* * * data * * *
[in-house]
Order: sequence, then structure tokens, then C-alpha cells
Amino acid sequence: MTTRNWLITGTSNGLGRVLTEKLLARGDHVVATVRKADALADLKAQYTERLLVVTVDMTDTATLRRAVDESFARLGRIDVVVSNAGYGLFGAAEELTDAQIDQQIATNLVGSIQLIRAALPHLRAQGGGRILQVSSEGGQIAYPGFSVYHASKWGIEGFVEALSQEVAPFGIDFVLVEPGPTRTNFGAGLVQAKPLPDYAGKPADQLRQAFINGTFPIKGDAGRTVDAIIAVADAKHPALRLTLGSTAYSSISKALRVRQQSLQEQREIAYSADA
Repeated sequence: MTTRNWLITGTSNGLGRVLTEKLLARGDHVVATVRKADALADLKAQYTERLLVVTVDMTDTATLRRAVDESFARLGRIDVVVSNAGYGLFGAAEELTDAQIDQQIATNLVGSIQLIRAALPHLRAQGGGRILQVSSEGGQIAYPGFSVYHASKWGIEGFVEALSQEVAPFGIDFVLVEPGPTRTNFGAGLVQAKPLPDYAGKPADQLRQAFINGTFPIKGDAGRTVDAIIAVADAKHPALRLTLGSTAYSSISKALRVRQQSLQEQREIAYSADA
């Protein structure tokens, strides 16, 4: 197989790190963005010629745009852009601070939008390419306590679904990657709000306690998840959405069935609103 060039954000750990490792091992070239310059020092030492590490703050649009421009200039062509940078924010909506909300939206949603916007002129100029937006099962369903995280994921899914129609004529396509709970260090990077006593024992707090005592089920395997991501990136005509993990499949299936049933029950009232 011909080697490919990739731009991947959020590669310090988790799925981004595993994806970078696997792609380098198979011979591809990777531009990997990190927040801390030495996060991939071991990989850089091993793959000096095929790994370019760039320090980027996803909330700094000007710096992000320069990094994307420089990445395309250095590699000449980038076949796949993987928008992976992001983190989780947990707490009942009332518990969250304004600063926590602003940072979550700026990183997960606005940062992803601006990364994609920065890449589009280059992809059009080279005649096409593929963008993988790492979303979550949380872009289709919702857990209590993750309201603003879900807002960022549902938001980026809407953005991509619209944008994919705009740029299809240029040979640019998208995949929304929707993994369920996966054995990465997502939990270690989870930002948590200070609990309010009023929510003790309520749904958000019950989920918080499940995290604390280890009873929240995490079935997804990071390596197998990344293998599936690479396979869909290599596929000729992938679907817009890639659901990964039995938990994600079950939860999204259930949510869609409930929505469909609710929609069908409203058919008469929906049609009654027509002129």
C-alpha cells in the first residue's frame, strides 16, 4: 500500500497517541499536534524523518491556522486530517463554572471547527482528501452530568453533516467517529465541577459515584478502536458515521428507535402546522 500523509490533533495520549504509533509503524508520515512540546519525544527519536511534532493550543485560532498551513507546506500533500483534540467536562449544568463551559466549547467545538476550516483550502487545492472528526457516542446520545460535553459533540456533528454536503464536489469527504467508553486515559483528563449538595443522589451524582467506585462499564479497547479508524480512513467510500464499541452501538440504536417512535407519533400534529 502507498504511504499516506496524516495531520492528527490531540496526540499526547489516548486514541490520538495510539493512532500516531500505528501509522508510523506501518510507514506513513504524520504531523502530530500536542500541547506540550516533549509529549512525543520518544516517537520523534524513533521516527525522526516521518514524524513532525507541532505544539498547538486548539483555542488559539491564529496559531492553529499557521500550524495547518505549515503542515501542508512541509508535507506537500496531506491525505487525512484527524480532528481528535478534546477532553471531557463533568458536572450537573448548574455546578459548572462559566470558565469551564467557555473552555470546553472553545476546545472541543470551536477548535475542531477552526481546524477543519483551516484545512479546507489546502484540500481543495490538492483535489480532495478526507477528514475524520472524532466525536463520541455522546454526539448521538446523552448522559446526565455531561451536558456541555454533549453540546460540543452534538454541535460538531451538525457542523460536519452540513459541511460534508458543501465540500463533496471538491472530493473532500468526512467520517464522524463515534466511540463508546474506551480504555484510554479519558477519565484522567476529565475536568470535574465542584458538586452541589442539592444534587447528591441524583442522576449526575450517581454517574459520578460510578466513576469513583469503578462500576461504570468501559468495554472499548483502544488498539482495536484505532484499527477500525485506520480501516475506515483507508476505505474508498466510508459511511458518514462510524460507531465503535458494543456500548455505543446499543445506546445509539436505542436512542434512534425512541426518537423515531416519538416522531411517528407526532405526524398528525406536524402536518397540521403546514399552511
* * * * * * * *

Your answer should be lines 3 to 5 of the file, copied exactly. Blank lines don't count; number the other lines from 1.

Amino acid sequence: MTTRNWLITGTSNGLGRVLTEKLLARGDHVVATVRKADALADLKAQYTERLLVVTVDMTDTATLRRAVDESFARLGRIDVVVSNAGYGLFGAAEELTDAQIDQQIATNLVGSIQLIRAALPHLRAQGGGRILQVSSEGGQIAYPGFSVYHASKWGIEGFVEALSQEVAPFGIDFVLVEPGPTRTNFGAGLVQAKPLPDYAGKPADQLRQAFINGTFPIKGDAGRTVDAIIAVADAKHPALRLTLGSTAYSSISKALRVRQQSLQEQREIAYSADA
Repeated sequence: MTTRNWLITGTSNGLGRVLTEKLLARGDHVVATVRKADALADLKAQYTERLLVVTVDMTDTATLRRAVDESFARLGRIDVVVSNAGYGLFGAAEELTDAQIDQQIATNLVGSIQLIRAALPHLRAQGGGRILQVSSEGGQIAYPGFSVYHASKWGIEGFVEALSQEVAPFGIDFVLVEPGPTRTNFGAGLVQAKPLPDYAGKPADQLRQAFINGTFPIKGDAGRTVDAIIAVADAKHPALRLTLGSTAYSSISKALRVRQQSLQEQREIAYSADA
């Protein structure tokens, strides 16, 4: 197989790190963005010629745009852009601070939008390419306590679904990657709000306690998840959405069935609103 060039954000750990490792091992070239310059020092030492590490703050649009421009200039062509940078924010909506909300939206949603916007002129100029937006099962369903995280994921899914129609004529396509709970260090990077006593024992707090005592089920395997991501990136005509993990499949299936049933029950009232 011909080697490919990739731009991947959020590669310090988790799925981004595993994806970078696997792609380098198979011979591809990777531009990997990190927040801390030495996060991939071991990989850089091993793959000096095929790994370019760039320090980027996803909330700094000007710096992000320069990094994307420089990445395309250095590699000449980038076949796949993987928008992976992001983190989780947990707490009942009332518990969250304004600063926590602003940072979550700026990183997960606005940062992803601006990364994609920065890449589009280059992809059009080279005649096409593929963008993988790492979303979550949380872009289709919702857990209590993750309201603003879900807002960022549902938001980026809407953005991509619209944008994919705009740029299809240029040979640019998208995949929304929707993994369920996966054995990465997502939990270690989870930002948590200070609990309010009023929510003790309520749904958000019950989920918080499940995290604390280890009873929240995490079935997804990071390596197998990344293998599936690479396979869909290599596929000729992938679907817009890639659901990964039995938990994600079950939860999204259930949510869609409930929505469909609710929609069908409203058919008469929906049609009654027509002129």